For Allen, Sunday was likely not one of his better days. We had inane rain delays interviews, then he admitted to “blacking out” while calling Kyle Larson’s pit stop during the first caution. It’s obvious that he’s not used to working in the pits. I cannot recall a time that he had ever done it previous to Sunday.
Also, the blatant reference to the slogan of Harvick’s sponsor in Victory Lane was rather ridiculous and unnecessary. Especially since a Busch commercial had just aired approximately two minutes prior to the interview. It seems like Allen will watch the DVD he gets of the broadcast later this week and realize that he’s got it good in the booth.
Post-race coverage was rather brief knowing that the race was hours over the sign-off time. Viewers got five post-race interviews (two with Harvick), plus a check of the points before NBCSN left for rugby coverage that was originally supposed to start at 5:30 p.m. Or, that’s what the updated schedule on my cable box said when I set my DVR.
The broadcast Sunday was just too disorganized for my taste. As someone who wants to know everything, I’ll likely never be satisfied, but, there is a bare minimum in some areas that, at times, NBCSN didn’t reach. Part of that was due to the disorganization of the broadcast. Even the drivers only FOX broadcasts were more organized than this one was. I have no doubt that NBC Sports is going to try something like this again. I suggest some changes to smooth it out.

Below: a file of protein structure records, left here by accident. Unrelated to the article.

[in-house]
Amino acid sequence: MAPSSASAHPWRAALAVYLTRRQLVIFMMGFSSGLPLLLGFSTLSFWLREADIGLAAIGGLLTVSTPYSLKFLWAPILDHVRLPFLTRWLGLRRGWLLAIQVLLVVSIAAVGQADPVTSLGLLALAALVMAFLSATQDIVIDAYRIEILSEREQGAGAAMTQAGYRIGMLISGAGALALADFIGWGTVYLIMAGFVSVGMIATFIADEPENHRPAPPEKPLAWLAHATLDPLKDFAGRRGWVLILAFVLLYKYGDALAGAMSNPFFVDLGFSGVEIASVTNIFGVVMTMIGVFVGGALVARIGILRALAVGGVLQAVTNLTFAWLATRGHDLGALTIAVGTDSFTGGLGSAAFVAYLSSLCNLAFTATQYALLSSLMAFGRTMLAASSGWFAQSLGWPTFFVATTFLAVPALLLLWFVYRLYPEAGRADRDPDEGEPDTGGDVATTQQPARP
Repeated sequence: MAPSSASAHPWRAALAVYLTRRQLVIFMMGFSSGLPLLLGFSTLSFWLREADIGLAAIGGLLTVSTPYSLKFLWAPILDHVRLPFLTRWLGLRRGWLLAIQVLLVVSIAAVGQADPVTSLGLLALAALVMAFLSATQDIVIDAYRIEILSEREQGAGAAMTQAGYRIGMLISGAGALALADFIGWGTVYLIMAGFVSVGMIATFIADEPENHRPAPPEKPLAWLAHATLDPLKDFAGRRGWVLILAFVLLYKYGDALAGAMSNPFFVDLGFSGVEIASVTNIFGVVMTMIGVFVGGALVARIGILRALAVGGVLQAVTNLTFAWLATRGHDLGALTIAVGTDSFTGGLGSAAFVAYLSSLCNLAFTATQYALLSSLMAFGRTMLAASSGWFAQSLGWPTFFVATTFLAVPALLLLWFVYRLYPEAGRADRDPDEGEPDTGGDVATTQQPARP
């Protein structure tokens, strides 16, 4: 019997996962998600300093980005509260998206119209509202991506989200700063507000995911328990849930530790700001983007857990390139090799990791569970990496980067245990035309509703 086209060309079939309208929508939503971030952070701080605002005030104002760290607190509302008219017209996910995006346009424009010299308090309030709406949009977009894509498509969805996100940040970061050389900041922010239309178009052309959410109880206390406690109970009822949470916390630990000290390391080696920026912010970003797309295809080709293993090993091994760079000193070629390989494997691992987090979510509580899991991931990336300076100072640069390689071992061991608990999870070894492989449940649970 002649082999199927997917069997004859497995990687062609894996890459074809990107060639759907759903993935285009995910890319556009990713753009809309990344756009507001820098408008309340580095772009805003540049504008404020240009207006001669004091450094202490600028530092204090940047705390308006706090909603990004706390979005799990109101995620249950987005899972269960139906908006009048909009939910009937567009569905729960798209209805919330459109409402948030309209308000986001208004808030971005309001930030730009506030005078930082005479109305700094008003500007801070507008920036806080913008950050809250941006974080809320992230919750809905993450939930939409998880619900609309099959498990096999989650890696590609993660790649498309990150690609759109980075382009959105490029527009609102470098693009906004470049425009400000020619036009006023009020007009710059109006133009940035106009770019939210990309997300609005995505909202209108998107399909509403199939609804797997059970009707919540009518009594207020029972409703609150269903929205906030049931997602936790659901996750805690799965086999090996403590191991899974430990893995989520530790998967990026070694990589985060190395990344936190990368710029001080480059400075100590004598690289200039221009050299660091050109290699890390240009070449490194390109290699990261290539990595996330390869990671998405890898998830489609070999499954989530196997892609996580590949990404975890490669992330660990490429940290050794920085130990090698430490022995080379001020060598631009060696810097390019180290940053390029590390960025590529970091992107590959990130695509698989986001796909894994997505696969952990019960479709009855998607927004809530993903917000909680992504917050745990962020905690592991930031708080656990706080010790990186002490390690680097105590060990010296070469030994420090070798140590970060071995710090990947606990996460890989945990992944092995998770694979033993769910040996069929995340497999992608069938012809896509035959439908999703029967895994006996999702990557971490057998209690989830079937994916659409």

Also, the clothing choices in the booth threw me at first. I’m a pretty casual person and it didn’t really bug me. Just took some getting used to.
Hot take: Don’t like the casual clothes in the NBC booth. Put on some formal wear, it’s a professional TV broadcast! (I voted for coat and tie in their poll and less than 10% agreed with me.)
— Jeff Gluck (@jeff_gluck) July 22, 2018
Heck, I was almost expecting Earnhardt to show up in a Tim Richmond shirt bought off eBay from one of my best friends. The Trickle shirt was likely intentional since we’re coming up on the anniversary of his death.
Next weekend is a split weekend for NASCAR. The Monster Energy NASCAR Cup and Camping World Truck series will both be in action at Pocono Raceway. The ARCA Racing Series presented by Menards will serve as tertiary support. Meanwhile, the XFINITY Series will make its second visit of the season to Iowa Speedway. Formula 1 makes its yearly trek to the Hungaroring in Hungary before the mid-season break.
We’ll have critiques of the Cup and Truck races from Pocono at a bare minimum in next week’s edition of Couch Potato Tuesday here at Frontstretch. The Critic’s Annex in the Frontstretch Newsletter Thursday will cover Saturday’s Lakes Region 200.